A particularly thorny idea throughout the series seems to be the lampooning of French culture. Emily spends the entire time trying to make her office more American and to amend their ways of thinking to what she’s more used to, and the show continues to present her way as correct. This might be more problematic if it weren’t for the fact that French culture is barely represented here, as it just seems to be a mismatch of clichés by people who I’m fairly confident have never set foot in Paris before.

Bearing in mind this is also from the creator of Sex and the City, and I am fairly confident that Sex and the City 2 is the most problematically racist film in existence, Emily in Paris presents Paris as a city where everybody, of course, smokes, wherever they want to, people who work together in an office are ridiculously bitchy and don’t know the meaning of professionalism and, obviously, everybody is having an affair.

Emily, meanwhile, just seems to gleefully drift around Paris, making a series of terrible decisions and expecting everything to just go her way all the time. She also seems to bump into an unrealistically large number of attractive gentlemen.

So, putting this to one side, Emily in Paris is actually kind of wildly enjoyable. It’s honestly a tonic to be able to watch something that is so entirely far removed from the actual concerns of real life. The characters resemble actual human beings in so few ways it’s like living in an alternate universe, and you don’t have to dedicate much of your brain to nuance because, simply, there isn’t any.

The most emotionally affecting plot is the tale of Emily’s friend Mindy, who she just so happens to bump into, who has moved from her life in Shanghai as a result of choking while performing on Chinese Popstar and now refuses to sing out of sheer embarrassment. Frankly it’s just an excuse to have Ashley Park sing La Vie en Rose, and gives Emily a convenient reason to market a friend’s Champagne as “The Spray”. What’s “The Spray” you ask? It’s something that entitled millennials do with champagne that tastes like crap, which is the kind of crazy bullshit that Emily is irritatingly good at, other than accepting inappropriate gifts of lingerie from their superiors.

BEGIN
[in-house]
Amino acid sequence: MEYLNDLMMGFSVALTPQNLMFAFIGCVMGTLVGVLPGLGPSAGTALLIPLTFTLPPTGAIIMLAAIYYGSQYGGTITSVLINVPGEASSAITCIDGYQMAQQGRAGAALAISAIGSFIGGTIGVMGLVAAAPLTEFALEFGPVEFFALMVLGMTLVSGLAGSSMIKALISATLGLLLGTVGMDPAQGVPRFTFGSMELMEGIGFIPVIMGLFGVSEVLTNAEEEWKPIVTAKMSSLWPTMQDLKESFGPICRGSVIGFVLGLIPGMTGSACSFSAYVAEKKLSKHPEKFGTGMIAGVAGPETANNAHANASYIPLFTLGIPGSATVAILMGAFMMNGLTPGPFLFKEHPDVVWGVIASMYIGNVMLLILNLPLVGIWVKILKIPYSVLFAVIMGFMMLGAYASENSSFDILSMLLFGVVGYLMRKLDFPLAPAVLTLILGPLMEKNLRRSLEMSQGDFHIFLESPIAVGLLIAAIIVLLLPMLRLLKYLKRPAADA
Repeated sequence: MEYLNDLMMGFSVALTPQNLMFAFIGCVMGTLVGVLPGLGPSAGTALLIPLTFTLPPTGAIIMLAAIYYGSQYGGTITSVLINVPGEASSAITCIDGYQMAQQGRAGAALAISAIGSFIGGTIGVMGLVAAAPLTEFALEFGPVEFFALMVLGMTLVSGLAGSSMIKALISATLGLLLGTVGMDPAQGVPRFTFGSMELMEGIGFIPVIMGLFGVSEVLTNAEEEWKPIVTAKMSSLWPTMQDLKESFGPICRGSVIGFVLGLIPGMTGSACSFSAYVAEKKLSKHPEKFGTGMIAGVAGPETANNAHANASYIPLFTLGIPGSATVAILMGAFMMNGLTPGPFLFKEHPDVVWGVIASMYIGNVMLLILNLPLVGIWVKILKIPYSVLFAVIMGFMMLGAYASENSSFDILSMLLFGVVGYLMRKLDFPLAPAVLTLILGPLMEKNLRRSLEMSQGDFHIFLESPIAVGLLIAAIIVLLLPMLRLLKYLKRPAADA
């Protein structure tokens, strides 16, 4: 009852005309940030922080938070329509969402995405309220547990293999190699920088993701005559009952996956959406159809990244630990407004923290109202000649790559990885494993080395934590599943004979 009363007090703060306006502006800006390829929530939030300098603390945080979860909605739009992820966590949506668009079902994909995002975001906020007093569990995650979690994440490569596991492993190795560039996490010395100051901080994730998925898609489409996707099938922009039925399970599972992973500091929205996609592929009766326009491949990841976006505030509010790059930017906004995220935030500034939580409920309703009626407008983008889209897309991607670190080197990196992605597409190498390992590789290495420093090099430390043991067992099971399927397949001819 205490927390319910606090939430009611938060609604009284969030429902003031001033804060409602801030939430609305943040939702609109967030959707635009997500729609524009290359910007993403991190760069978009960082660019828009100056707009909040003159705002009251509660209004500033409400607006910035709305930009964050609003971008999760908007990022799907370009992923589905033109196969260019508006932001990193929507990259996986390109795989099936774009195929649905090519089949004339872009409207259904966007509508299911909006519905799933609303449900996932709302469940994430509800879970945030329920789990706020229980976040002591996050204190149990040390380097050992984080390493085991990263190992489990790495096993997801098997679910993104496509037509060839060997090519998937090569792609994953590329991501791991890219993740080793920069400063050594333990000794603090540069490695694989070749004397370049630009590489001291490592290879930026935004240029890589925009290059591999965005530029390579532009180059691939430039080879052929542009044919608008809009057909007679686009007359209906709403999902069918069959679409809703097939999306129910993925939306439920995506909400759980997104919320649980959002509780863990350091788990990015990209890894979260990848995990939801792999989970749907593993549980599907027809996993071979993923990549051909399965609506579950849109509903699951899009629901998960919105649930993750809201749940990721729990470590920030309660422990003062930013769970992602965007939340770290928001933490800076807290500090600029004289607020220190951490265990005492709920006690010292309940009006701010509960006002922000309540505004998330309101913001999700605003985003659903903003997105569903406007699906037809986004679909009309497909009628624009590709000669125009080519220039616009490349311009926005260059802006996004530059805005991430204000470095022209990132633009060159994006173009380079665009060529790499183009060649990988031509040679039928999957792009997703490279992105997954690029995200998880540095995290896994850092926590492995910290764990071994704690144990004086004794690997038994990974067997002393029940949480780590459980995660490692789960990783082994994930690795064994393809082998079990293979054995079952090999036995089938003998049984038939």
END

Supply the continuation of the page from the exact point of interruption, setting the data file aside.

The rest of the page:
The Paris shown here is so idealistic it’s practically nauseating, and I’m sure it’s how every American teenager views living in Europe. The way that Emily drops “tres” into half of her sentences, it’s pretty much having coffee with that irritating friend who’s had a gap year and has come back horrendously changed by all that they’ve seen. (They have changed, of course. They are much, much worse than they were before, and you start hoping that the Cambodian tuk tuk they keep talking about had careened off the mountain path). Honestly, it’s just so terrible and lacking in emotional depth that it’s simply impossible to stop watching. Is it with the same kind of morbid curiosity through which you can’t drag your eyes away from a traffic accident? Perhaps. Regardless, I can’t wait to find out how much Emily blithely fucks up her own life in Season 2.

Emily in Paris is streaming now on Netflix.